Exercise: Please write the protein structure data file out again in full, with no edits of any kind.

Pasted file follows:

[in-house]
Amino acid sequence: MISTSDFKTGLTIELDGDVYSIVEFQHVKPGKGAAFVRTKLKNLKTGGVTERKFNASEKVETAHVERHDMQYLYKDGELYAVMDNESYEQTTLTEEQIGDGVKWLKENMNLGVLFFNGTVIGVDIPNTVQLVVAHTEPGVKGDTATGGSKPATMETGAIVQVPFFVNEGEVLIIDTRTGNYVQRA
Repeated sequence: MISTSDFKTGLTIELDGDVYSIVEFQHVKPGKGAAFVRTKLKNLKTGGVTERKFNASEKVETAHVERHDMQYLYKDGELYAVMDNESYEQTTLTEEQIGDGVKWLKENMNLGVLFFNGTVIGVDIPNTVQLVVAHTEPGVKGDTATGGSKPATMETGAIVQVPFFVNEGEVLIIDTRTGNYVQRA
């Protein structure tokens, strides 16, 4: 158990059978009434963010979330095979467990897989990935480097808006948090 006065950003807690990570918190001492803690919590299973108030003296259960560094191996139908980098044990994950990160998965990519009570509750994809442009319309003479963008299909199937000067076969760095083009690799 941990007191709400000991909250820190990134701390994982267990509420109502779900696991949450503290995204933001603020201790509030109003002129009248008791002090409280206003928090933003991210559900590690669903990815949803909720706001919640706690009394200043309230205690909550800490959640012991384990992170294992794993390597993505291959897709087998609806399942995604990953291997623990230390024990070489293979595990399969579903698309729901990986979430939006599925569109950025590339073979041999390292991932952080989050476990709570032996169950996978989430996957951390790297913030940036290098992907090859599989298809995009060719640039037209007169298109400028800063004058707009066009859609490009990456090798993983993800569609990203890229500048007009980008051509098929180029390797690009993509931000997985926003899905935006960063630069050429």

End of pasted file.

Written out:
[in-house]
Amino acid sequence: MISTSDFKTGLTIELDGDVYSIVEFQHVKPGKGAAFVRTKLKNLKTGGVTERKFNASEKVETAHVERHDMQYLYKDGELYAVMDNESYEQTTLTEEQIGDGVKWLKENMNLGVLFFNGTVIGVDIPNTVQLVVAHTEPGVKGDTATGGSKPATMETGAIVQVPFFVNEGEVLIIDTRTGNYVQRA
Repeated sequence: MISTSDFKTGLTIELDGDVYSIVEFQHVKPGKGAAFVRTKLKNLKTGGVTERKFNASEKVETAHVERHDMQYLYKDGELYAVMDNESYEQTTLTEEQIGDGVKWLKENMNLGVLFFNGTVIGVDIPNTVQLVVAHTEPGVKGDTATGGSKPATMETGAIVQVPFFVNEGEVLIIDTRTGNYVQRA
């Protein structure tokens, strides 16, 4: 158990059978009434963010979330095979467990897989990935480097808006948090 006065950003807690990570918190001492803690919590299973108030003296259960560094191996139908980098044990994950990160998965990519009570509750994809442009319309003479963008299909199937000067076969760095083009690799 941990007191709400000991909250820190990134701390994982267990509420109502779900696991949450503290995204933001603020201790509030109003002129009248008791002090409280206003928090933003991210559900590690669903990815949803909720706001919640706690009394200043309230205690909550800490959640012991384990992170294992794993390597993505291959897709087998609806399942995604990953291997623990230390024990070489293979595990399969579903698309729901990986979430939006599925569109950025590339073979041999390292991932952080989050476990709570032996169950996978989430996957951390790297913030940036290098992907090859599989298809995009060719640039037209007169298109400028800063004058707009066009859609490009990456090798993983993800569609990203890229500048007009980008051509098929180029390797690009993509931000997985926003899905935006960063630069050429």